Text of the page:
Lawsuit Claims Florida Tuition Policy Is Discriminatory
A recently filed lawsuit highlights a very real hurdle facing some Latino students with college aspirations.
As this WSVN-TV piece and New York Times blog explain, the suit was filed by the Southern Poverty Law Center on behalf of five Florida students who were born in the United States, yet were charged higher tuition because they could not provide proof of their parents’ legal status and were classified as non-residents. The policy affects students who want to attend a public college or university in Florida, are under 24, and are claimed as dependents on their parents’ income tax returns.
Filed against Florida education officials, the suit claims that the policy is discriminatory and has resulted in overcharging hundreds of students or forcing others to leave school because they could not afford the tuition. The suit asks the Federal District Court to rule that the practice is unconstitutional.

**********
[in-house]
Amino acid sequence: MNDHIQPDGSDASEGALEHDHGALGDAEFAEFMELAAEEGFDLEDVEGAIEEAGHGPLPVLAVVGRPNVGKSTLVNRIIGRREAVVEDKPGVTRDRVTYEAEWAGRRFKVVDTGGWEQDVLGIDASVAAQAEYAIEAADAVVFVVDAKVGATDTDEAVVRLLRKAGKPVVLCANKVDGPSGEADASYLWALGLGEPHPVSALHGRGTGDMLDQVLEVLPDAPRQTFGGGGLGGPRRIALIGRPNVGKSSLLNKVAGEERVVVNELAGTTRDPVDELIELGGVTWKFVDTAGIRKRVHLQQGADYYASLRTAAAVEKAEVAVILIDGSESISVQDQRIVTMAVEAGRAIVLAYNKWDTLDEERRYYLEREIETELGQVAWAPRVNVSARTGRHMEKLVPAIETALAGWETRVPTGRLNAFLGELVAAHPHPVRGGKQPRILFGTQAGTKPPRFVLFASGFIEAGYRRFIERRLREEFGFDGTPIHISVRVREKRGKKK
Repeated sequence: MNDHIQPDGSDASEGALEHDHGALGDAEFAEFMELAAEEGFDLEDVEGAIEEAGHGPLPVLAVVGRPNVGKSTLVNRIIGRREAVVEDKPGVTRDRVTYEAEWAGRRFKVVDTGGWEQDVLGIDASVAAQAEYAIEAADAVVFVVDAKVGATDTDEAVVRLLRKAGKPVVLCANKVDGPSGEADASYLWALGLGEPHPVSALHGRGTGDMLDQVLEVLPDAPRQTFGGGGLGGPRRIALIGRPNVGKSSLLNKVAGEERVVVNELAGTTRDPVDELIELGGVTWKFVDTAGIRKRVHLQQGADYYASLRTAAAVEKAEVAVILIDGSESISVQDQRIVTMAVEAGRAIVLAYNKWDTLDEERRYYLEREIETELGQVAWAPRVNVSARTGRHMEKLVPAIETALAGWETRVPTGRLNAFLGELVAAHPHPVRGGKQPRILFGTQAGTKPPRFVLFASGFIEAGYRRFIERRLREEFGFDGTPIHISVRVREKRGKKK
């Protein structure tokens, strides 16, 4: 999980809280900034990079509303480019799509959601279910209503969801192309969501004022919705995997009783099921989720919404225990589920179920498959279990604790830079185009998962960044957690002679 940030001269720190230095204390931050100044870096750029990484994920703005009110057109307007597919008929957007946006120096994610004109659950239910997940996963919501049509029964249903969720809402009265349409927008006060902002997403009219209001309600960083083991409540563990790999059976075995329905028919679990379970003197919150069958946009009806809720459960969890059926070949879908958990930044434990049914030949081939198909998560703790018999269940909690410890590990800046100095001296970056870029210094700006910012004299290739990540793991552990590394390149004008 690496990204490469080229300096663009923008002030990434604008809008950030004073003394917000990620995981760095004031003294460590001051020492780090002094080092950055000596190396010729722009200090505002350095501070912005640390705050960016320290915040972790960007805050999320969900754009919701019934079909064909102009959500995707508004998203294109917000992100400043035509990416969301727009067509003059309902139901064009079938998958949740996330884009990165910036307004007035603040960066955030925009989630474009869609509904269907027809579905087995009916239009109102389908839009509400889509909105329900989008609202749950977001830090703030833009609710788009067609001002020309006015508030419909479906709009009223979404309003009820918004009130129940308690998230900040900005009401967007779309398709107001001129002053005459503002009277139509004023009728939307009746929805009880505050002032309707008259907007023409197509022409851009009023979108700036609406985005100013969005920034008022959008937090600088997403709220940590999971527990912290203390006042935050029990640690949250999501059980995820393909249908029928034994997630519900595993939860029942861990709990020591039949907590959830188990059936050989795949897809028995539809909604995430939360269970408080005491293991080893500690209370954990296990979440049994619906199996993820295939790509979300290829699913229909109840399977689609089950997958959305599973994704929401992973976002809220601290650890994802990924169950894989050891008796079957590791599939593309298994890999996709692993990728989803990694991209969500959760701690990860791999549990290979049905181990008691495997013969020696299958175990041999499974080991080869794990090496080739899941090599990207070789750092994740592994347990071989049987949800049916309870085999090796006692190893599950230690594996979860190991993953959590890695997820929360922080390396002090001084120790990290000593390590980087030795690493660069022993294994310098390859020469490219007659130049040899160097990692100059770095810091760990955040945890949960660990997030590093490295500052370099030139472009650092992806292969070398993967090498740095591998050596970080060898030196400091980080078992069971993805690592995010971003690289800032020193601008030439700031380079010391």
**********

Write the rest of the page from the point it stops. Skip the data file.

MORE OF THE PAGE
The price difference between in-state and non-resident tuition is considerable: at the University of Florida, residents pay $5,700 a year versus $27,936 for non-residents.
As a community college instructor, I have seen firsthand the financial straits many students face. For some of my students, the price of a textbook can sometimes be insurmountable. Overcoming a $22,000 difference effectively would be impossible.
Four of the plaintiffs were born in Miami and one in Los Angeles. As the New York Times’ Linda Greenhouse notes all of them would be “eligible to be president of the United States.”